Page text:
My May 27th Court Denies Summary Judgment Motion Based on Insureds' Recorded Statements post generated many thoughtful comments on how an insured's recorded statement might better have been presented to avoid being characterized as inadmissible hearsay and permit its introduction and use on Metropolitan's motion as admissible evidence. In case you did not click on and read those comments, I'm reprinting that thread in this separate post.
In support of its motion for summary judgment seeking a declaration that its named insured and insured driver had breached the policy's cooperation clause by lying to Metropolitan in their recorded statements about whether the driver had the owner/named insured's permission to use the insured vehicle, Metropolitan submitted those recorded statements to prove the misrepresentations and non-cooperation. The decision does not indicate in what form Metropolitan submitted the recorded statements, although it was most likely via typed transcripts of those statements. Metropolitan argued that the statements were admissible under CPLR 4518 as business records and, thus, excepted from the hearsay rule. The court disagreed.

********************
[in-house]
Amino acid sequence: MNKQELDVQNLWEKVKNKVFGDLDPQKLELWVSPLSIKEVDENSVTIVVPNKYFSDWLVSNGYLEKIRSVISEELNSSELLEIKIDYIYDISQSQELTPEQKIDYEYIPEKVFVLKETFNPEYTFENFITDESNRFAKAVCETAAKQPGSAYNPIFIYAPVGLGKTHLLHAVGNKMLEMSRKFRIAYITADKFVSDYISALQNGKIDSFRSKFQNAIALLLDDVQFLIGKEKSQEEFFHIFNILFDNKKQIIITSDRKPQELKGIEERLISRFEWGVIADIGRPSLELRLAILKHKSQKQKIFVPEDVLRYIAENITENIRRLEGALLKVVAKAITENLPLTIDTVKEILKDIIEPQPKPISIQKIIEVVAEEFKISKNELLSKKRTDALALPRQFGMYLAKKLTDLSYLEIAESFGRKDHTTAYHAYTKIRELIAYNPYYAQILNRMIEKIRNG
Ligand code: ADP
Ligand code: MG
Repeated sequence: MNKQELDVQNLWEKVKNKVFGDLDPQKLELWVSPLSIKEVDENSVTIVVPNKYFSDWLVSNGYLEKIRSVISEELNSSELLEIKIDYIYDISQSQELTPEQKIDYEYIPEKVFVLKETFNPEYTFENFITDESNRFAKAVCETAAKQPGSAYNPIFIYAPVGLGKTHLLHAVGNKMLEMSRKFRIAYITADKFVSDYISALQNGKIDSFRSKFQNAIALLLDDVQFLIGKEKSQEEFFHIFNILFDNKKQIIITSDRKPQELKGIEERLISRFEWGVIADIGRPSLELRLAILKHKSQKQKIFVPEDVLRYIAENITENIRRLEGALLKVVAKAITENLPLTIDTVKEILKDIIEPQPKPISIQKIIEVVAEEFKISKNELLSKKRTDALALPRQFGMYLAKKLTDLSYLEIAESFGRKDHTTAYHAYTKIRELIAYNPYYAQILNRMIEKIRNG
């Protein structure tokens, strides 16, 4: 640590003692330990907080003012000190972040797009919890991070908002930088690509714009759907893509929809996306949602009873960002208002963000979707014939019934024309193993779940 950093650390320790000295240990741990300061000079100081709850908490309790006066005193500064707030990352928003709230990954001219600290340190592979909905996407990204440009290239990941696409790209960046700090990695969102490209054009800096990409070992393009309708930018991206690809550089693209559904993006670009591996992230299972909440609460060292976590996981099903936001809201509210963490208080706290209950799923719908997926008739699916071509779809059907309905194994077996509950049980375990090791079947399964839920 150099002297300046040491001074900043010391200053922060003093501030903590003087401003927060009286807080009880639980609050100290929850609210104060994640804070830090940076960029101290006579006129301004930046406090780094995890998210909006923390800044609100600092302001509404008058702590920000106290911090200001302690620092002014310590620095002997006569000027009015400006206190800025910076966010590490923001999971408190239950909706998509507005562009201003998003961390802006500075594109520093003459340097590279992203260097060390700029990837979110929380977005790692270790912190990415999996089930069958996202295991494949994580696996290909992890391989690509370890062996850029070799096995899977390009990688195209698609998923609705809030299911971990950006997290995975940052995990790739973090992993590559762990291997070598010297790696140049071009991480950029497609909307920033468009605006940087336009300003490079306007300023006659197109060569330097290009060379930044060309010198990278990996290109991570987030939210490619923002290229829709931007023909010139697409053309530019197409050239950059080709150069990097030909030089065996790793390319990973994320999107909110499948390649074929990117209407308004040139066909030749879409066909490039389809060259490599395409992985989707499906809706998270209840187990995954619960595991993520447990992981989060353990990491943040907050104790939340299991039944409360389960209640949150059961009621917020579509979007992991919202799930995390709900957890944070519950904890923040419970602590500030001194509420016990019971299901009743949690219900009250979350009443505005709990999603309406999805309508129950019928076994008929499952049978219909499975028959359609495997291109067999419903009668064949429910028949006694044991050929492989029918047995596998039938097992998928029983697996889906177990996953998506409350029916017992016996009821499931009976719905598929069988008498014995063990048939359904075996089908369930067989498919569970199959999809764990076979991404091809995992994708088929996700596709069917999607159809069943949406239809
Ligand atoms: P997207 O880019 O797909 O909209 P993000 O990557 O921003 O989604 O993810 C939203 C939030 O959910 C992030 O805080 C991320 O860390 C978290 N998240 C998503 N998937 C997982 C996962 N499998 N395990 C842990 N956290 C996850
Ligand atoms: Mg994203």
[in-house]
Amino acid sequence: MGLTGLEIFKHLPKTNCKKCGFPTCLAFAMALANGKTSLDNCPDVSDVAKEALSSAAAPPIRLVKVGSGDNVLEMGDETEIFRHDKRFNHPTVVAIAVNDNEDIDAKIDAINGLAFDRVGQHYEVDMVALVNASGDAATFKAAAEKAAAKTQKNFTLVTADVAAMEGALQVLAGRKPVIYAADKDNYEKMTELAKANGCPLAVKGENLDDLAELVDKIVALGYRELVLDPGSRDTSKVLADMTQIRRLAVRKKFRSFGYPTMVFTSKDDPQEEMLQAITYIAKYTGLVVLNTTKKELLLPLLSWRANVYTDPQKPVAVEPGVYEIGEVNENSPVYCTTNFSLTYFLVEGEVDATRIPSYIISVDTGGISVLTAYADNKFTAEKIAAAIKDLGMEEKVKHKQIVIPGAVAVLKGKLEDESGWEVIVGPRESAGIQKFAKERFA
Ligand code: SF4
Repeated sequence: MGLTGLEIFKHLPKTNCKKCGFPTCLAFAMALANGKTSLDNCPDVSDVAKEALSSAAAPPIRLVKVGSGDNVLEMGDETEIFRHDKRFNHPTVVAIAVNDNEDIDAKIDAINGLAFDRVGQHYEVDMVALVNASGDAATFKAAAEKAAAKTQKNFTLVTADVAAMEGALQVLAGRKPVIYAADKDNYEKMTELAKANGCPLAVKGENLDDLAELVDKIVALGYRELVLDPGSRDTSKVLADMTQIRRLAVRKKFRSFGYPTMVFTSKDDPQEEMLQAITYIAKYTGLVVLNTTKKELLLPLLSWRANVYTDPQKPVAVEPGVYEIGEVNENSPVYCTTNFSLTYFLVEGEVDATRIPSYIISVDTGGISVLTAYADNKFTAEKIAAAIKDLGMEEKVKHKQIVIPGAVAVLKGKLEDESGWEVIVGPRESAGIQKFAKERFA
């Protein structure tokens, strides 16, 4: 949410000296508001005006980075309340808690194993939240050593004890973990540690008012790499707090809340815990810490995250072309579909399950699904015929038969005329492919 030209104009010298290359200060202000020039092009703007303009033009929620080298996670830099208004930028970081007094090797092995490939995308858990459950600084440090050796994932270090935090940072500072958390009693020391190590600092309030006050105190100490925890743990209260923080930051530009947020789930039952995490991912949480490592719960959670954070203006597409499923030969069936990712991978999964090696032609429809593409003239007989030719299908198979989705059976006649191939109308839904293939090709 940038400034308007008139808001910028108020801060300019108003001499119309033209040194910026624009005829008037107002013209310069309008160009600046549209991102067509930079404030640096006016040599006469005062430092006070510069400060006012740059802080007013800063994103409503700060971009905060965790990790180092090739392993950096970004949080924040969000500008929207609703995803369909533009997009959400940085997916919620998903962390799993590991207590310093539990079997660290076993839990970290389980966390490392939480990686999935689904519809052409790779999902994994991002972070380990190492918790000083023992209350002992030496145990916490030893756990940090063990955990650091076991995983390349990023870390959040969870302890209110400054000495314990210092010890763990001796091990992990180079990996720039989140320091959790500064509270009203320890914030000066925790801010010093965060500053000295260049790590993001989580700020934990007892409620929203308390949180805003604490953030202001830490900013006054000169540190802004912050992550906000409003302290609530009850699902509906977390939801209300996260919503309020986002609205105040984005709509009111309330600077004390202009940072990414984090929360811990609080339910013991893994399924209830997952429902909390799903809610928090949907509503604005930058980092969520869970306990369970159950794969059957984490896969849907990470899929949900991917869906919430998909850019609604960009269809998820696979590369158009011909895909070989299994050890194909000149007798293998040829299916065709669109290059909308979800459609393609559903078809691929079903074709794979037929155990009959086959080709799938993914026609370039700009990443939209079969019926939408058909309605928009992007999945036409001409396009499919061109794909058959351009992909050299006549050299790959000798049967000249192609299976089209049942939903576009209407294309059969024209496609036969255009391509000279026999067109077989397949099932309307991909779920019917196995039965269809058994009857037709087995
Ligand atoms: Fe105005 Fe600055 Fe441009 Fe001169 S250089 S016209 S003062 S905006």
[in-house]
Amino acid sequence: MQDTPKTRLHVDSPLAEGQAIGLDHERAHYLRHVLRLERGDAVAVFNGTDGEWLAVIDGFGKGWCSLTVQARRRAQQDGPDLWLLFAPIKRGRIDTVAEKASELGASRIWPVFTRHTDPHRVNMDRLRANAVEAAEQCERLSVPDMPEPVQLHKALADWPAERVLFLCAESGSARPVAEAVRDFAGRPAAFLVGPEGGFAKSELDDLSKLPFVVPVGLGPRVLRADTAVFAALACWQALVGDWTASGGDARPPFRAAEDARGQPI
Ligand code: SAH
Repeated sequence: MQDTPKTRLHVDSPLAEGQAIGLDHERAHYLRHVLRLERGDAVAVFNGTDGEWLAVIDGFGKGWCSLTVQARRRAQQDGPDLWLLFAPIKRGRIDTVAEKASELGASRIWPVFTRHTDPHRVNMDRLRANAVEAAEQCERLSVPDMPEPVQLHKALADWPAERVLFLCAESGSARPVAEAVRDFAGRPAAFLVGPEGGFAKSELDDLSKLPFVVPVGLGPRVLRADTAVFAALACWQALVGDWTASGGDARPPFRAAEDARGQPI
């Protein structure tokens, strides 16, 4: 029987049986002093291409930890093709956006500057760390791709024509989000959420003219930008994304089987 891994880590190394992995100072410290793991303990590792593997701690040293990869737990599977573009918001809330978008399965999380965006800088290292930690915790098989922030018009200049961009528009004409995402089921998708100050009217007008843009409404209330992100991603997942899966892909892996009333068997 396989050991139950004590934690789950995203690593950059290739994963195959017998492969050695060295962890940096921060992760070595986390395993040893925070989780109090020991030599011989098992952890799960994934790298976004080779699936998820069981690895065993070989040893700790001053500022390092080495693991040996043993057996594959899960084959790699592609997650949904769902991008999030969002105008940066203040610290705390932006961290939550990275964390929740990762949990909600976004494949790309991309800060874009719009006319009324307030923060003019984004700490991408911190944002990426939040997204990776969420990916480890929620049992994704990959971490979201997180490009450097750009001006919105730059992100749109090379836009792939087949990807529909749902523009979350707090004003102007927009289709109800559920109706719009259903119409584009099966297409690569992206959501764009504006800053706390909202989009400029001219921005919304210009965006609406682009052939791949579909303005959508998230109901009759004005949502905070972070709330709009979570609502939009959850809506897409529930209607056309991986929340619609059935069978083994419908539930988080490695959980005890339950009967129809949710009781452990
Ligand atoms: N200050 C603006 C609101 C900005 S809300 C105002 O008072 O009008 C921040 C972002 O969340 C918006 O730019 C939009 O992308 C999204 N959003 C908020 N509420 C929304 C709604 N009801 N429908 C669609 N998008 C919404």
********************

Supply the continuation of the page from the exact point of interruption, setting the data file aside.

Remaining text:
The commenters observed:
Post Script ~~ I'll only add my opinion that it would be inexact for a litigator to conclude or argue from this decision that all recorded statements are inadmissible hearsay. As the commenters point out, there are both non-hearsay and other exceptions to hearsay arguments that can be and perhaps should have been made.